The explanation sounded like this: “You should use text to reply to the message if you have received it. Don’t you know the rules? Is this your acknowledgement of receipt?”.
The employee said “I have worked for many years and this is my first encounter with this kind of stupid situation. I am good-tempered therefore I didn’t retaliate.”

When asked about their opinion, the colleagues claimed that the boss reaction appeared to them quite exaggerated. The case went viral with 280 million views for posts of screenshots of the conversation. Some affirmed that “any reason is valid if your boss wants to fire you”, while others said: “I think a good leader should be able to accept different people’s communication styles and characteristics”. As a conclusion, Wang Li-ping, a Renmin Business School professor specializing in human resources said: “But this is what may happen in small and medium-sized companies as they may not have comprehensive regulation or system related to this kind of situation”.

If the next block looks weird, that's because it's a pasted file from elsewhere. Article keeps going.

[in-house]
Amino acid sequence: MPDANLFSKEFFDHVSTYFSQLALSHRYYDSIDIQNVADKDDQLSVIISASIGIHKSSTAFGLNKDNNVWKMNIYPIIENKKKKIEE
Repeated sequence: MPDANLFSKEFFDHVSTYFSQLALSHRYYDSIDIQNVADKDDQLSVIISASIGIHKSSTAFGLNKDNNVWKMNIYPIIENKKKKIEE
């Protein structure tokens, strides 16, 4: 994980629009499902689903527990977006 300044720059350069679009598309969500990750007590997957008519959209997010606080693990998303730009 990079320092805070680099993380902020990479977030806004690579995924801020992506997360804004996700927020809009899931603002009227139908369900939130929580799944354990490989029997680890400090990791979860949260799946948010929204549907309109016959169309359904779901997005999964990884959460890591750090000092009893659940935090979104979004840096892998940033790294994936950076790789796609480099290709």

Next time when you are using your emoji keyboard should you think twice when adding a smiley face to your greetings or including a crying face when critical issues are addressed? One way or another, several aspects defining internal regulations of the company should be considered. Perhaps it is a matter of personal, and mostly professional subtlety.

Is your brain affected by emoji?

To sustain the impact of the emoji, a study conducted at the University of Illinois evaluated the brainwaves responses to the sentences accompanied or not by icons. According to Benjamin Weissman and Darren Tanner “the brain processes ironic emojis in the same way as ironic language, indicating emojis convey meaning in a sentence”.

Researchers studied the brain patterns in both situations and consequently concluded that “sometimes the emojis matched the literal meaning of the sentence, but in other cases they were construed as indicating irony”. The study discovered a kind of “error signal” that arises when a person encounters something linguistically unexpected.